With the holiday season now in full swing and families no doubt brimming with excitement, acts of terror in France and Turkey recently, the demise of Low Cost Holidays and of course travel restrictions still in place to Tunisia following the tourist massacre in 2015, tourists will no doubt have some concerns about holidays.
Litigation Partner and travel lawyer, Ian Brown from Trowers and Hamlins, gives some useful tips to ensure your travel plans don't grind to a halt…
- Make sure you take insurance as soon as you book your holiday, if you don't have an annual policy. Make sure it has a good level of medical cover, that it covers the activities you plan to do whilst you are away and if your health condition changes before your trip, inform your insurers
- If travelling in Europe – make sure you have an EHIC card – this provides for medical treatment to be provided on the same basis as nationals of the country you are visiting - often free medical care. The EHIC is obtainable free of charge - you should NEVER pay for it
- Consider paying for your holiday on a credit card – payment in this way can offer some extra protection if a service paid for is not provided – this might help victims of the Low Cost Holidays demise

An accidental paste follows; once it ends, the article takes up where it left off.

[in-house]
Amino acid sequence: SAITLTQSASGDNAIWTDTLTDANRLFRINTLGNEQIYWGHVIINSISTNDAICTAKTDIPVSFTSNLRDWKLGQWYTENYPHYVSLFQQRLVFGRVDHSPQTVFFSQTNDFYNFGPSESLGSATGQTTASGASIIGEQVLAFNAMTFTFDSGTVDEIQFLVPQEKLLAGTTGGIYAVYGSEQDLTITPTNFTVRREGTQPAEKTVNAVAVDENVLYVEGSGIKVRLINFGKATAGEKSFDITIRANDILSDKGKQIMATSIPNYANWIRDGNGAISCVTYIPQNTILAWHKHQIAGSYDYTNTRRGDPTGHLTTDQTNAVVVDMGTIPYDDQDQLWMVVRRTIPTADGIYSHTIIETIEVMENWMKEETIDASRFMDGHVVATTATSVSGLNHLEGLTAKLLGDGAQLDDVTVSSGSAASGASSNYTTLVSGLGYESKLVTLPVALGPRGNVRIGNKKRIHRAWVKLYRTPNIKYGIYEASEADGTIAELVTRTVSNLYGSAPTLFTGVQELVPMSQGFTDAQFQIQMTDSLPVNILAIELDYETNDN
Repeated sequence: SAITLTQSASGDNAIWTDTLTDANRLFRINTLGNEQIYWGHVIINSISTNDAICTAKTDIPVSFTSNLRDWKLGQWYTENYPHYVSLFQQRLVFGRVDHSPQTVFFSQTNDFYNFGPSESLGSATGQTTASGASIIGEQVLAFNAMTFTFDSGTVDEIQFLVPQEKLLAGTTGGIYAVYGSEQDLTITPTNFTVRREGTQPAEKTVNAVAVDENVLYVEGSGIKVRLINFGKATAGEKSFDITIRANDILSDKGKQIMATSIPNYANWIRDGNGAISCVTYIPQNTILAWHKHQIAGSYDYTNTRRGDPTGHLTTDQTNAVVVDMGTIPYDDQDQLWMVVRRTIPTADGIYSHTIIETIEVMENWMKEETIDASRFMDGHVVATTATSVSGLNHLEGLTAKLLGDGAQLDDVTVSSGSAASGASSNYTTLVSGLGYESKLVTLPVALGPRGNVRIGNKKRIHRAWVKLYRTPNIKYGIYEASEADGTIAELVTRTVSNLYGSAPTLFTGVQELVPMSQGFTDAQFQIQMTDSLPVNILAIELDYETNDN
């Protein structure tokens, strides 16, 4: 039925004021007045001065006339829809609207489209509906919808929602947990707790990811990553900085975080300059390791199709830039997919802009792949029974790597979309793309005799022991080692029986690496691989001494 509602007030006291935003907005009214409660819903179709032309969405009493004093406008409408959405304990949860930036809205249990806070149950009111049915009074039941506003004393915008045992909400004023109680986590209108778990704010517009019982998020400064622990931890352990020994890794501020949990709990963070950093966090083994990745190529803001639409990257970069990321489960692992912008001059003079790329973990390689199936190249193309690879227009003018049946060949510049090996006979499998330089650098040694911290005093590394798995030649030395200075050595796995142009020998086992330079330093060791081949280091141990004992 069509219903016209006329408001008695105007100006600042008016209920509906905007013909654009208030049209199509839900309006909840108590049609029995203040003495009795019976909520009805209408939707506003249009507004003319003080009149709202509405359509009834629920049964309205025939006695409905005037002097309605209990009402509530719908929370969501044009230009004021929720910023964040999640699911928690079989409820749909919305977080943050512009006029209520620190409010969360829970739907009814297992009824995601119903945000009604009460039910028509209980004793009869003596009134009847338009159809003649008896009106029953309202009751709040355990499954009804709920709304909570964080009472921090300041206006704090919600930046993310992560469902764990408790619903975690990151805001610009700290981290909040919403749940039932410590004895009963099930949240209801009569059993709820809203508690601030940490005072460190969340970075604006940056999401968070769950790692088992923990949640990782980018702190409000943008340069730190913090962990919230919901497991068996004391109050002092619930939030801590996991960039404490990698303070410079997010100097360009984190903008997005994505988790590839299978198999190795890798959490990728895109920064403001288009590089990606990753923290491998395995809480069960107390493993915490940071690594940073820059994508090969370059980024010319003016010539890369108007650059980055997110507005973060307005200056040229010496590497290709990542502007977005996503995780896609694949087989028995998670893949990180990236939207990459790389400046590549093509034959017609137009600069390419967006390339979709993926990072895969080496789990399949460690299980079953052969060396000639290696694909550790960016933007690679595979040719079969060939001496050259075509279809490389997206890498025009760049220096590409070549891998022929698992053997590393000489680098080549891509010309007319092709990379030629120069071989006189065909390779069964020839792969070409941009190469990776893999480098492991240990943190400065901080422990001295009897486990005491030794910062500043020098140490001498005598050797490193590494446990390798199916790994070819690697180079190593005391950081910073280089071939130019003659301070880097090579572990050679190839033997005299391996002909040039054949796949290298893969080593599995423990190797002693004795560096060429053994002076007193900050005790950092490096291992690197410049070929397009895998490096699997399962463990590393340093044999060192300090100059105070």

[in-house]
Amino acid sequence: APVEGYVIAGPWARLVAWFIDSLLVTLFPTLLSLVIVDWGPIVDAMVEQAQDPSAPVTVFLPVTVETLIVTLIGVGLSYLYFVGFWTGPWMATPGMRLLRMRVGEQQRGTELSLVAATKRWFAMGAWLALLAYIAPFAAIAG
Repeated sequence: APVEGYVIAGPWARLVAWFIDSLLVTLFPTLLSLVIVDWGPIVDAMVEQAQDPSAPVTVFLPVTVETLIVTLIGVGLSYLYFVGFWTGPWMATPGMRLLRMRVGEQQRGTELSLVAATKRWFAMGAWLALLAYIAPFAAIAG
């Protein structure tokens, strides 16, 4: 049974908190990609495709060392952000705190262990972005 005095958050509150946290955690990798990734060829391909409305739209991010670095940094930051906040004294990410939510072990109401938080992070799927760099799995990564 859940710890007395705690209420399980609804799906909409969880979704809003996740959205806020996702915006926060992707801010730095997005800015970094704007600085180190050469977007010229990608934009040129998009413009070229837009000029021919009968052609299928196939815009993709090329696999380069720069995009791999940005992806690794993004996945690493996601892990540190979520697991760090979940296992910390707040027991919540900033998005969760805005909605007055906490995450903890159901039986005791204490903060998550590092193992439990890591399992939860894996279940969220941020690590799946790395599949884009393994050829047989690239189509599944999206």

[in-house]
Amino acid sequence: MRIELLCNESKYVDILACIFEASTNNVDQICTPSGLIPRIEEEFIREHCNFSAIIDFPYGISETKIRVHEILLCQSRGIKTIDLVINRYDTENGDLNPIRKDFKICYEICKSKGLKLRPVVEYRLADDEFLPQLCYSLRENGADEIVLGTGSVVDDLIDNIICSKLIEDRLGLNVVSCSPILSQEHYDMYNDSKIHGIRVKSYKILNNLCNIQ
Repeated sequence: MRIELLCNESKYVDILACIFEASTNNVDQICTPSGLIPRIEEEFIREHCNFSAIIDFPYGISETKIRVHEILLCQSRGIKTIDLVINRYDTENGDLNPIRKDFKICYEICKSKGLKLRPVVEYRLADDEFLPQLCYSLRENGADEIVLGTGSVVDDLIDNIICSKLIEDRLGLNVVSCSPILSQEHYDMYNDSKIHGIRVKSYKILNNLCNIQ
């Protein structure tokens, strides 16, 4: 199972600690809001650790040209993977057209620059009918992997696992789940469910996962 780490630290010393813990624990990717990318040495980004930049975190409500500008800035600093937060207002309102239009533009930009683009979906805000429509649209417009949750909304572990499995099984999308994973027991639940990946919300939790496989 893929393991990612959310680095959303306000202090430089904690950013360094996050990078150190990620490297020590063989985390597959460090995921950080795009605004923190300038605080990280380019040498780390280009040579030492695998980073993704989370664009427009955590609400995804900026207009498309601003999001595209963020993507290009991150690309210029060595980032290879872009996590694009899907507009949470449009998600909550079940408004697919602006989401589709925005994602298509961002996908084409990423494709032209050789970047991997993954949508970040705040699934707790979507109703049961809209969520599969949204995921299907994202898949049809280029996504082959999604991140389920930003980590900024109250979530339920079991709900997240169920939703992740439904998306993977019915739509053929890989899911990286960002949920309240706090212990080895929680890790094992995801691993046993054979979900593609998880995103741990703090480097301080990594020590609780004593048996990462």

- Always check Foreign and Commonwealth office (FCO) advice before travelling – if the FCO advises against travel to a particular area, yet you still travel, your travel insurance will most likely be invalidated
- Respect local custom and laws – what might seem trivial by English standards might be a criminal offence in some other countries. The FCO and your tour operator can give guidance
- If you haven't booked yet – consider booking your holiday with an English tour operator (Low Cost Holidays were based in the Balearic Islands) – it can often be slightly more expensive, but package holidays should be bonded, meaning that if the tour operator fails, remedies are available. If you have an accident or suffer illness whilst on holiday at the hotel supplied as part of the package, English law allows you to pursue a claim against the tour operator in England
- If you have an accident abroad that was someone else's fault, make sure you report the accident to the hotel for example. Take photographs and obtain witness details.
- Make sure you have the phone number for the British consulate in the country you are visiting - help can be given to British nationals if needed.
- Make a copy of your passport and either leave it with a friend/family at home or email it to a web-based email address. If you do lose your passport, having a copy of it helps when getting a replacement.
- If you are taking valuable items with you on holiday, make a note of serial numbers of those items in case they are lost or stolen - it will help with an insurance claim. Do just check your insurance policy though to make sure that any 'single item limit' will cover the cost of replacement of those items.